Non-Compete Agreements No Company is Too Big to Play Fair.

Non-Compete Agreement Lawyers in Minneapolis

Some companies require job applicants or employees to sign non-compete agreements. While sometimes these may be enforceable, other times they are not. Don’t let an employer hold you to an unenforceable and overly restrictive non-compete agreement.

Contact our attorneys for help.

What Do Non-Compete Agreements Include?

A non-compete agreement (NCA) typically restricts an employee from working for competing companies during and for a limited time after their employment ends. Whether a particular NCA is enforceable will depend on the conditions under which it was signed. If the employer does not offer the employee something of value to sign the NCA, it is likely invalid. But in some jurisdictions, if an employer offers an employee something of value in exchange for signing an NCA—such as an offer of employment— and the agreement is reasonable, courts may enforce it.

In Minnesota, almost all post-termination NCAs between employers and their employees entered into on or after July 1, 2023 are prohibited by law. However, the prohibition will not apply retroactively to NCAs signed before this date so NCAs entered into before July 1, 2023, may still be enforceable.

The new statute, passed in Minnesota in 2023, prohibits employers in the State from restricting the employee in the following ways after termination of employment:​

(1) Working for another employer for a specified period of time;​

(2) Working in a specified geographical area; or​

(3) Working for another employer in a capacity that is similar to the employee's work for​ the employer that is party to the agreement.

The statute covers all employees and independent contractors, regardless of their compensation level. The law also provides that employers may not avoid the law by requiring an employee or independent contractor that primarily resides and works in Minnesota to agree to apply another state’s non-compete law or to litigate or arbitrate disputes in another state.

There are several exceptions to the scope of the law. Non-competition provisions based on the sale of a business are still valid. Employers are still allowed to enforce non-solicitation agreements, such as restricting a former employee from soliciting company customers or company employees, or using client or contact lists. Employers may also continue to enforce non-disclosure agreements prohibiting disclosure of confidential company information, such as manufacturing processes, customer lists, trade secrets, and financial information. The scope of these agreements, however, will be limited to information learned while working for the employer. They cannot prevent former employees from sharing or using information learned outside the employment relationship. Further, employers may not use these sorts of restrictive covenants to block employees or former employees from reporting illegal activity.

In jurisdictions outside of Minnesota, NCAs can be unreasonable if they are illegal, contrary to public policy, or not necessary to protect the employer’s business. Terms that run into problems often involve how long the restrictions are supposed to last or how broad the geographic restrictions are. The longer an NCA lasts and the larger the geographic area, the more likely it is to be unreasonable. If an NCA is unreasonable, a court might rule the entire agreement invalid. In other circumstances, the court might modify a particular term to make it reasonable. Moreover, if an employee is fired, or if the employee quits after being asked to do something illegal, the agreement may not be enforceable. NCAs signed in Minnesota before July 1, 2023, may be also unenforceable for any of those same reasons.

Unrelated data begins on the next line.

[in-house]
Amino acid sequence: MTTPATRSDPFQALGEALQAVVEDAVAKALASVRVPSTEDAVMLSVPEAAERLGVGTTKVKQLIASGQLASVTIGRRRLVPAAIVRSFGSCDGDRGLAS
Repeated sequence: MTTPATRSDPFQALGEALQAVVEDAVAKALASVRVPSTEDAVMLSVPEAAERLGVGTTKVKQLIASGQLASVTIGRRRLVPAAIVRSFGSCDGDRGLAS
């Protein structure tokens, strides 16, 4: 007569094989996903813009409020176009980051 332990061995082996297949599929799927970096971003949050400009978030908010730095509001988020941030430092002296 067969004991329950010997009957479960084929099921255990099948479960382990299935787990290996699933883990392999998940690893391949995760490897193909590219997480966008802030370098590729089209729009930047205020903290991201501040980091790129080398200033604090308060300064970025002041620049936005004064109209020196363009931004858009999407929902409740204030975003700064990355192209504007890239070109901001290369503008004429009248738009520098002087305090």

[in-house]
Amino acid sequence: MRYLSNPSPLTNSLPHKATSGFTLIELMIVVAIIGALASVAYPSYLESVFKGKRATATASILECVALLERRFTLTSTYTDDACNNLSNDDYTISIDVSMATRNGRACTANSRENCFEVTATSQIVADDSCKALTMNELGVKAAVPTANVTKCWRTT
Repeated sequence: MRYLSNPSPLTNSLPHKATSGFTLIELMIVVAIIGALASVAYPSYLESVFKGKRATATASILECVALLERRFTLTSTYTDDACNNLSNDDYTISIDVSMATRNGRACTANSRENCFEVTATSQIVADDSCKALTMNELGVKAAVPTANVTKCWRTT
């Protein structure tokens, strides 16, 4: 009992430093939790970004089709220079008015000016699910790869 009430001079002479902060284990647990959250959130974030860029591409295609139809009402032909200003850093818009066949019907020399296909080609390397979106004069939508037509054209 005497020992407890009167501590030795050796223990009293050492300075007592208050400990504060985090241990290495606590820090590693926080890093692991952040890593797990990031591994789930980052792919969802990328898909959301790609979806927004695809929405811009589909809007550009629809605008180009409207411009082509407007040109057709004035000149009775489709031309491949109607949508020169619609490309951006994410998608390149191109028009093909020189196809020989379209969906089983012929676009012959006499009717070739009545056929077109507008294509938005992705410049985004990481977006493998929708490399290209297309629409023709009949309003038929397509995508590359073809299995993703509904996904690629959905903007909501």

Concerns Regarding Non-Compete Agreements

In Minnesota, employers are prohibited from asking you to sign an NCA for any reason after July 1, 2023.

Examples of potential non-compete issues in States that still allow NCAs may include:

  • Your employer asks you to sign an NCA after you have started employment without offering you anything more than continued employment and later seeks to enforce the agreement.
  • You sign an NCA that prohibits you from working for competitors of your employer for 10 years after leaving employment, and your employer seeks to enforce the agreement.
  • You sign an NCA that prohibits you from working in the same industry as your employer anywhere in the country, and your employer seeks to enforce the agreement.

Call (877) 344-4628 now to discuss having your non-compete agreement reviewed by one of our experienced attorneys.

  • Nichols Kaster obtained a successful jury verdict for a BNSF railroad employee on a Federal Railroad Safety Act retaliation claim.

  • Nichols Kaster obtained a jury verdict for a task force Special Agent in South Dakota on sexual harassment and retaliation claims.

  • Nichols Kaster confirmed the standard protecting workers from retaliation for verbally reporting to employer violation of wage and hour law in front of the Supreme Court.

  • Nichols Kaster obtained the second-largest settlement ever paid by the City of Saint Paul in an employment suit.

  • Nichols Kaster obtained a jury verdict for a St. Jude medical device sales representative on a retaliation claim and defeated the company’s counterclaim for violation of a non-compete agreement.

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